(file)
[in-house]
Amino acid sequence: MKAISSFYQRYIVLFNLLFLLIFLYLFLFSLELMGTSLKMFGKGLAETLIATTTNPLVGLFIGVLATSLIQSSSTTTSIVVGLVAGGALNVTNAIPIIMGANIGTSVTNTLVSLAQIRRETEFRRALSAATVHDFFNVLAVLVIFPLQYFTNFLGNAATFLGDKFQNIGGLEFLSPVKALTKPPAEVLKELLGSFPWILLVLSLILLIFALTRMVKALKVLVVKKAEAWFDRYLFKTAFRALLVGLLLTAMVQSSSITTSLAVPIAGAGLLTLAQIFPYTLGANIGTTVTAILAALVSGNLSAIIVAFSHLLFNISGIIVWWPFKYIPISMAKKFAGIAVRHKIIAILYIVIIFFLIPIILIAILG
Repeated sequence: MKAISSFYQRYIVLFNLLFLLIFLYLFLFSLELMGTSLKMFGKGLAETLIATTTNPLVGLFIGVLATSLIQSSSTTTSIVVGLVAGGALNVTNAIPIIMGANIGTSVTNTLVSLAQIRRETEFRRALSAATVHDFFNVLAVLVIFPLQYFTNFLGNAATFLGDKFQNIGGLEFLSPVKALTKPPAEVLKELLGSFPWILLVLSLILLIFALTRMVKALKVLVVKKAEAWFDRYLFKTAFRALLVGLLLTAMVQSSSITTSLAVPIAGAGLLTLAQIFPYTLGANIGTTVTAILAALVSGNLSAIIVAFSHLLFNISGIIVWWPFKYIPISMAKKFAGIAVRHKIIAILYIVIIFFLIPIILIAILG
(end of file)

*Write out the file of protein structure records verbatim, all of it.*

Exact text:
[in-house]
Amino acid sequence: MKAISSFYQRYIVLFNLLFLLIFLYLFLFSLELMGTSLKMFGKGLAETLIATTTNPLVGLFIGVLATSLIQSSSTTTSIVVGLVAGGALNVTNAIPIIMGANIGTSVTNTLVSLAQIRRETEFRRALSAATVHDFFNVLAVLVIFPLQYFTNFLGNAATFLGDKFQNIGGLEFLSPVKALTKPPAEVLKELLGSFPWILLVLSLILLIFALTRMVKALKVLVVKKAEAWFDRYLFKTAFRALLVGLLLTAMVQSSSITTSLAVPIAGAGLLTLAQIFPYTLGANIGTTVTAILAALVSGNLSAIIVAFSHLLFNISGIIVWWPFKYIPISMAKKFAGIAVRHKIIAILYIVIIFFLIPIILIAILG
Repeated sequence: MKAISSFYQRYIVLFNLLFLLIFLYLFLFSLELMGTSLKMFGKGLAETLIATTTNPLVGLFIGVLATSLIQSSSTTTSIVVGLVAGGALNVTNAIPIIMGANIGTSVTNTLVSLAQIRRETEFRRALSAATVHDFFNVLAVLVIFPLQYFTNFLGNAATFLGDKFQNIGGLEFLSPVKALTKPPAEVLKELLGSFPWILLVLSLILLIFALTRMVKALKVLVVKKAEAWFDRYLFKTAFRALLVGLLLTAMVQSSSITTSLAVPIAGAGLLTLAQIFPYTLGANIGTTVTAILAALVSGNLSAIIVAFSHLLFNISGIIVWWPFKYIPISMAKKFAGIAVRHKIIAILYIVIIFFLIPIILIAILG